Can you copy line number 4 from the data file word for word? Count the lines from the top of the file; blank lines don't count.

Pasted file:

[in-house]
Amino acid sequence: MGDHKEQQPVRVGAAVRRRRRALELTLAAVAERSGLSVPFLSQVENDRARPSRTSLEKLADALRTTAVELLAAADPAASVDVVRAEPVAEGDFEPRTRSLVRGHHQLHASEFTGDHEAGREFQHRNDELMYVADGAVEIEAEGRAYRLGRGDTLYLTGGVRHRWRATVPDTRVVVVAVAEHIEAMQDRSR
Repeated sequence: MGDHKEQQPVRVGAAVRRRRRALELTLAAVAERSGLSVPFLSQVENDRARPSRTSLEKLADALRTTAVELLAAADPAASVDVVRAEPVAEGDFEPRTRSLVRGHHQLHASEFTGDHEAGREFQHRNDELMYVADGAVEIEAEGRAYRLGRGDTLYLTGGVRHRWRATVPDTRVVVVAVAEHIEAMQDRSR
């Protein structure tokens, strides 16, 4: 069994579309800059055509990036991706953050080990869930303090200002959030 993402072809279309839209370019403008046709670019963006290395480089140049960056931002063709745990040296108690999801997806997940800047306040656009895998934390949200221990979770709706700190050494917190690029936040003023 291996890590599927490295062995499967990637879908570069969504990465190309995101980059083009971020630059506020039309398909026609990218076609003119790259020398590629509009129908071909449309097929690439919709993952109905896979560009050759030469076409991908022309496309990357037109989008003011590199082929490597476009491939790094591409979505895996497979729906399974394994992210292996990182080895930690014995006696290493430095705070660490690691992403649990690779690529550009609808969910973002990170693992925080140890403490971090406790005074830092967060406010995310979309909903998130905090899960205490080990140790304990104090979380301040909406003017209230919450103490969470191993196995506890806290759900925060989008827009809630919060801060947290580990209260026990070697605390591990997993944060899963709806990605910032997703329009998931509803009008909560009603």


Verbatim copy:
């Protein structure tokens, strides 16, 4: 069994579309800059055509990036991706953050080990869930303090200002959030 993402072809279309839209370019403008046709670019963006290395480089140049960056931002063709745990040296108690999801997806997940800047306040656009895998934390949200221990979770709706700190050494917190690029936040003023 291996890590599927490295062995499967990637879908570069969504990465190309995101980059083009971020630059506020039309398909026609990218076609003119790259020398590629509009129908071909449309097929690439919709993952109905896979560009050759030469076409991908022309496309990357037109989008003011590199082929490597476009491939790094591409979505895996497979729906399974394994992210292996990182080895930690014995006696290493430095705070660490690691992403649990690779690529550009609808969910973002990170693992925080140890403490971090406790005074830092967060406010995310979309909903998130905090899960205490080990140790304990104090979380301040909406003017209230919450103490969470191993196995506890806290759900925060989008827009809630919060801060947290580990209260026990070697605390591990997993944060899963709806990605910032997703329009998931509803009008909560009603």